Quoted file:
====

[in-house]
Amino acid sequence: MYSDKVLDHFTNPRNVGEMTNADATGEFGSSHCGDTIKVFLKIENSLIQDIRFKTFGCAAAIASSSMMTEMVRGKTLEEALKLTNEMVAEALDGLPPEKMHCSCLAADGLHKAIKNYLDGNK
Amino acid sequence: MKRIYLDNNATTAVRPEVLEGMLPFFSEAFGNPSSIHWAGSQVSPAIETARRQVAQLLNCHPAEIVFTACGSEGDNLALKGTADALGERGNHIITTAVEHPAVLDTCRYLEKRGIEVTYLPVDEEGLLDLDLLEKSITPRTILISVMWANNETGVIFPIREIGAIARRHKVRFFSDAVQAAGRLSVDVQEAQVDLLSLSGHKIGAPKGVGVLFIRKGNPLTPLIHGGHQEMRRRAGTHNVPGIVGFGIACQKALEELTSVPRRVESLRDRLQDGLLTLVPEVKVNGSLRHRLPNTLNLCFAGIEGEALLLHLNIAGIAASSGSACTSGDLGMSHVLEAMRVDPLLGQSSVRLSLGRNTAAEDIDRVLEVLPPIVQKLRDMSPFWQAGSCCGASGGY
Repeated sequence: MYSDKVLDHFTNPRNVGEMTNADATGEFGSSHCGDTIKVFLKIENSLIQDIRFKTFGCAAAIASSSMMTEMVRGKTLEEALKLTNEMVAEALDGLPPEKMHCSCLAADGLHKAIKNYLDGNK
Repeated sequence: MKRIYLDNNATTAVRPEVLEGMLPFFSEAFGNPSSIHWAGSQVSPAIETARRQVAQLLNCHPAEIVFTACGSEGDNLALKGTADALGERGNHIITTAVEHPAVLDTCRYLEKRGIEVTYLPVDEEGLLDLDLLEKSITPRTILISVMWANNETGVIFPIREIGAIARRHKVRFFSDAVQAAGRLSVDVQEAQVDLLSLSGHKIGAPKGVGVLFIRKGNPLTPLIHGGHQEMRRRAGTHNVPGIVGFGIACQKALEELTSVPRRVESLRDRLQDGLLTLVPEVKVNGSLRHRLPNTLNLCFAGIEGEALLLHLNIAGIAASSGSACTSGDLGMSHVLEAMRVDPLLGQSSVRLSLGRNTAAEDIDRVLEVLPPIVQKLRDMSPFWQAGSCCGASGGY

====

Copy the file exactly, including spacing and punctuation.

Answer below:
[in-house]
Amino acid sequence: MYSDKVLDHFTNPRNVGEMTNADATGEFGSSHCGDTIKVFLKIENSLIQDIRFKTFGCAAAIASSSMMTEMVRGKTLEEALKLTNEMVAEALDGLPPEKMHCSCLAADGLHKAIKNYLDGNK
Amino acid sequence: MKRIYLDNNATTAVRPEVLEGMLPFFSEAFGNPSSIHWAGSQVSPAIETARRQVAQLLNCHPAEIVFTACGSEGDNLALKGTADALGERGNHIITTAVEHPAVLDTCRYLEKRGIEVTYLPVDEEGLLDLDLLEKSITPRTILISVMWANNETGVIFPIREIGAIARRHKVRFFSDAVQAAGRLSVDVQEAQVDLLSLSGHKIGAPKGVGVLFIRKGNPLTPLIHGGHQEMRRRAGTHNVPGIVGFGIACQKALEELTSVPRRVESLRDRLQDGLLTLVPEVKVNGSLRHRLPNTLNLCFAGIEGEALLLHLNIAGIAASSGSACTSGDLGMSHVLEAMRVDPLLGQSSVRLSLGRNTAAEDIDRVLEVLPPIVQKLRDMSPFWQAGSCCGASGGY
Repeated sequence: MYSDKVLDHFTNPRNVGEMTNADATGEFGSSHCGDTIKVFLKIENSLIQDIRFKTFGCAAAIASSSMMTEMVRGKTLEEALKLTNEMVAEALDGLPPEKMHCSCLAADGLHKAIKNYLDGNK
Repeated sequence: MKRIYLDNNATTAVRPEVLEGMLPFFSEAFGNPSSIHWAGSQVSPAIETARRQVAQLLNCHPAEIVFTACGSEGDNLALKGTADALGERGNHIITTAVEHPAVLDTCRYLEKRGIEVTYLPVDEEGLLDLDLLEKSITPRTILISVMWANNETGVIFPIREIGAIARRHKVRFFSDAVQAAGRLSVDVQEAQVDLLSLSGHKIGAPKGVGVLFIRKGNPLTPLIHGGHQEMRRRAGTHNVPGIVGFGIACQKALEELTSVPRRVESLRDRLQDGLLTLVPEVKVNGSLRHRLPNTLNLCFAGIEGEALLLHLNIAGIAASSGSACTSGDLGMSHVLEAMRVDPLLGQSSVRLSLGRNTAAEDIDRVLEVLPPIVQKLRDMSPFWQAGSCCGASGGY